Climate change is a complex and poorly understood problem, yet I believe it to be one of the most relevant investment issues we will face over the next several decades. Because of the immense uncertainty around how our ecosystems will be impacted by increasing greenhouse gas levels – as well as how government policies and economic systems will adapt – climate change is fundamentally a risk management issue.

Given this perspective, there are four insights from risk management that should guide our approach to addressing climate change broadly:

  • Risk management requires consideration of worst-case scenarios. Considering only the “expected path” of climate evolution ignores possible extreme outcomes. Not surprisingly, a well-defined worst-case scenario doesn’t exist. So, we often use the phrase, “extreme, but plausible,” to provide a common sense understanding of what we are describing. In the climate space, many are averse to thinking about plausible extreme scenarios, but without this context, we fool ourselves into assuming we know what the future holds.
  • The purpose of risk management is not to minimize risk, but rather to price it appropriately. The role of a risk manager is not to reduce risk, but rather to identify, quantify and ensure ample compensation from the risks being taken. The fundamental problem as it pertains to climate is that this risk is not currently priced appropriately.
  • Time is a scarce resource. Given enough time, almost any problem can be solved. Yet, a risk management problem can quickly turn catastrophic when we run out of time. With climate, the reality is that we do not know exactly how much time we have. From a risk management standpoint, this makes the problem extraordinarily urgent. While not pricing the risk, we are wasting time.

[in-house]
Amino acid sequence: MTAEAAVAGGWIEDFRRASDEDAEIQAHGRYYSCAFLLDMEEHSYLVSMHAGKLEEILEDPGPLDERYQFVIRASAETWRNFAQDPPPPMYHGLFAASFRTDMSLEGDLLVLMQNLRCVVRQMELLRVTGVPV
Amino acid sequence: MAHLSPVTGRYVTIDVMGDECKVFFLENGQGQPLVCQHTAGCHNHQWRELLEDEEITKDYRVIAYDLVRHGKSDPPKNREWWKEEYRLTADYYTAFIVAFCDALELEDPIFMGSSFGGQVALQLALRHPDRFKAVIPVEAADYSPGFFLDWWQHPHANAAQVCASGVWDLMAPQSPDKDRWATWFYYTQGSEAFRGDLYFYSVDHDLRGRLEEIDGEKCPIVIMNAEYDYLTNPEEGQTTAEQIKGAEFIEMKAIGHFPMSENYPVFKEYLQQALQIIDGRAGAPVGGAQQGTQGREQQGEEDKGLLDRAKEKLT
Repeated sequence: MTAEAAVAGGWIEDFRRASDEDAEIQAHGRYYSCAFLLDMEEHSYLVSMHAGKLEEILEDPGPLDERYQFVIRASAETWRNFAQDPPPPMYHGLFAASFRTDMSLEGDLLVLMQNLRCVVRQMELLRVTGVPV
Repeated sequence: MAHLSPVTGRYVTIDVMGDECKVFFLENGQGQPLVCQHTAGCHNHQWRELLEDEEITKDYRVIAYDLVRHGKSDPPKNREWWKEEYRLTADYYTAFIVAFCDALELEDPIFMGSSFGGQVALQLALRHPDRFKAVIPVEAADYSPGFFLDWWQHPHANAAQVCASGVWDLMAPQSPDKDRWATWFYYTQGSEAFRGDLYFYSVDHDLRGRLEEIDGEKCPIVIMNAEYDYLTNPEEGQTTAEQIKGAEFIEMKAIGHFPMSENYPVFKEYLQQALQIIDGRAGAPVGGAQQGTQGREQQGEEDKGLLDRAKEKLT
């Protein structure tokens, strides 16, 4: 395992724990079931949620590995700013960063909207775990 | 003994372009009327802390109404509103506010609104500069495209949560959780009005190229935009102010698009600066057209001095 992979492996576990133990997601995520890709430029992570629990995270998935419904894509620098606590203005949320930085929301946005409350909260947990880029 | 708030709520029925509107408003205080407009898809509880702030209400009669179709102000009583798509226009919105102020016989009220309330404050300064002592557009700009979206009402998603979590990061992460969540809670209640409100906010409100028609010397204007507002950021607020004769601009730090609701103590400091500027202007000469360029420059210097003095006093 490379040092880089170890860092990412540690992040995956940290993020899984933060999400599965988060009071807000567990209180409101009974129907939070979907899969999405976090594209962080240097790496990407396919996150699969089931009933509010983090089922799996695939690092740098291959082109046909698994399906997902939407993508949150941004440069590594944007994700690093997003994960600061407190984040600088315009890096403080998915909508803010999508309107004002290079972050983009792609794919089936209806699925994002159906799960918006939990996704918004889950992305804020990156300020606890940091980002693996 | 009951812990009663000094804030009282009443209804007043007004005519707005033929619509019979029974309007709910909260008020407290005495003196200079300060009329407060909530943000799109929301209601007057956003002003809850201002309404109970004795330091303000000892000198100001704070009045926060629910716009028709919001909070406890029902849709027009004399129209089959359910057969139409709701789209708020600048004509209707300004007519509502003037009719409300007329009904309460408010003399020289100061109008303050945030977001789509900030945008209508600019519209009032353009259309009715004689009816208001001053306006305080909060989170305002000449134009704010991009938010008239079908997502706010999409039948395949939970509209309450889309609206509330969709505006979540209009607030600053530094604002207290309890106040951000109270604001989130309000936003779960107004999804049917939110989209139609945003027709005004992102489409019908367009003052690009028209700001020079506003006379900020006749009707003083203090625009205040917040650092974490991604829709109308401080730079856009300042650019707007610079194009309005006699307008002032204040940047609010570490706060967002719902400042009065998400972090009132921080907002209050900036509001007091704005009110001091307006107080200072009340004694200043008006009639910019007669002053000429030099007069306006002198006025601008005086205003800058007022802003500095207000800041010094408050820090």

• Risks are the metrics we create, but uncertainty is what we manage. Economists make a distinction between risk and uncertainty. Risks are model-based metrics that we create – like Value at Risk or Standard Deviation – but what we manage is uncertainty. Markets don’t behave according to models and neither does a complex system like climate. There is tremendous uncertainty around possible outcomes from the experiment we are conducting on the Earth. We have to recognize that our models are only approximations, our estimates of risk are unclear, and we must err on the side of caution.

Carbon pricing is the appropriate solution

Greenhouse gas emissions – largely CO2 – are a classic externality where the cost in terms of pollution and global warming is not born by the emitter but rather by the entire planet. The appropriate solution is to “price carbon” by charging emitters for the quantity of CO2 they release into the atmosphere. Carbon pricing is achieved through carbon taxes or cap-and-trade programs.

When thinking about the price of carbon, most traditional economic models suggest the optimal policy has a smooth trajectory with a low initial price that gradually increases over time. Instead, my colleagues and I believe the appropriate policy is a high price today – a price that is high enough to be confident we can solve the problem – to address the uncertainty about what the future may bring.